NUR-SULTAN – In February, Kazakhstan and Germany marked 30 years since the establishment of diplomatic relations, an important milestone in their bilateral ties. The Astana Times spoke to Ambassador of Germany to Kazakhstan Monika Iwersen to learn about the key milestones achieved over these years and prospects for moving forward.
Before being appointed to Kazakhstan in September 2021, Iwersen served for four years as the Ambassador in Kyrgyzstan. “I am not new to the region,” she told The Astana Times.
As the two countries mark the 30th anniversary of diplomatic relations, there is a special bond that connected them well beyond this span of time and it is the significant German diaspora. In the 1940s, nearly 450,000 Volga Germans were deported to Kazakhstan and before the collapse of the Soviet Union, there were around one million ethnic Germans living in Kazakhstan. Many of them moved to Germany in the 1990s, while around 200,000 still make part of Kazakhstan’s diverse ethnic composition.
“There has always been a group of Germans here, even before the Second World War, when many of them were deported here. They formed a bridge between our two countries. That is the case until today. We have quite a strong ethnic group of Germans here,” said Iwersen.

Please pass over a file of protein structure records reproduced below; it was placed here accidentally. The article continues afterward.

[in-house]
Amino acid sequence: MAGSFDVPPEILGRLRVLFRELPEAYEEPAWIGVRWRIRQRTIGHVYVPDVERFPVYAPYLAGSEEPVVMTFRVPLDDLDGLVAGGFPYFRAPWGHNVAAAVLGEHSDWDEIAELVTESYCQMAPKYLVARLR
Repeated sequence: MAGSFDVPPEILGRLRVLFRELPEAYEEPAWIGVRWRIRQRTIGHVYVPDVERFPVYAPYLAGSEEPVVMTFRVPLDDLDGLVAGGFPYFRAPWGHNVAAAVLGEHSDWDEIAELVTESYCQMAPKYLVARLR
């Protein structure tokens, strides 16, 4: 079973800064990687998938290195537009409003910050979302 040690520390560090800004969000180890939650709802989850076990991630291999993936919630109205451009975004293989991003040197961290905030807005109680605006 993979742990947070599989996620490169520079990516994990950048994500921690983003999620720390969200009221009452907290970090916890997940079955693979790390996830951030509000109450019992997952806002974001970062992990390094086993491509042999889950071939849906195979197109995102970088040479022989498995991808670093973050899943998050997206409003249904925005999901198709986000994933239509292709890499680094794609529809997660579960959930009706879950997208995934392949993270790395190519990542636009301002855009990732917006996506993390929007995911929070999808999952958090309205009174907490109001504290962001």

She noted that Germany was not only among the first to recognize the newly independent state of Kazakhstan but also to establish an embassy that opened in December 1992 in Almaty.
The support Germany has provided to Kazakhstan since 1991, according to Iwersen, was multifaceted from development cooperation in the first years to strong economic partnerships in the later years.
“You have people-to-people contact. I hear about so many marriages between Germans and Kazakhs. You have the students with the scholarships or with their own resources [studying in Germany]. You have work and exchange programs, and universities that cooperate. I think over time you have such a close network of people who have had experience, either Germans here or Kazakhs in Germany, that is another element to the strong networks that we have. Over time, this builds trust and knowledge about each other, and there can always be more,” said Iwersen.
Strong economic relations
The diplomat commended the economic ties, emphasizing that the economies of Germany and Kazakhstan complement each other.
“Our two economies, I think, complement each other very well in terms of what Germany has, what Kazakhstan needs, and what Kazakhstan has, what Germany needs. We can see that up to the present day there are strong economic relations,” said Iwersen.
The recent Kazakh-German business forum demonstrated the huge interest of German companies in Kazakhstan, bringing more than 60 delegates from Germany, the biggest delegation since the outbreak of the pandemic.
Over the past 17 years, the volume of foreign direct investments from Germany reached nearly US$5.5 billion, according to the data from the Kazakh Invest national company. Last year alone, investments from German companies reached US$323 million, while the trade turnover reached US$2.2 billion, 6.4 percent more than in the previous year.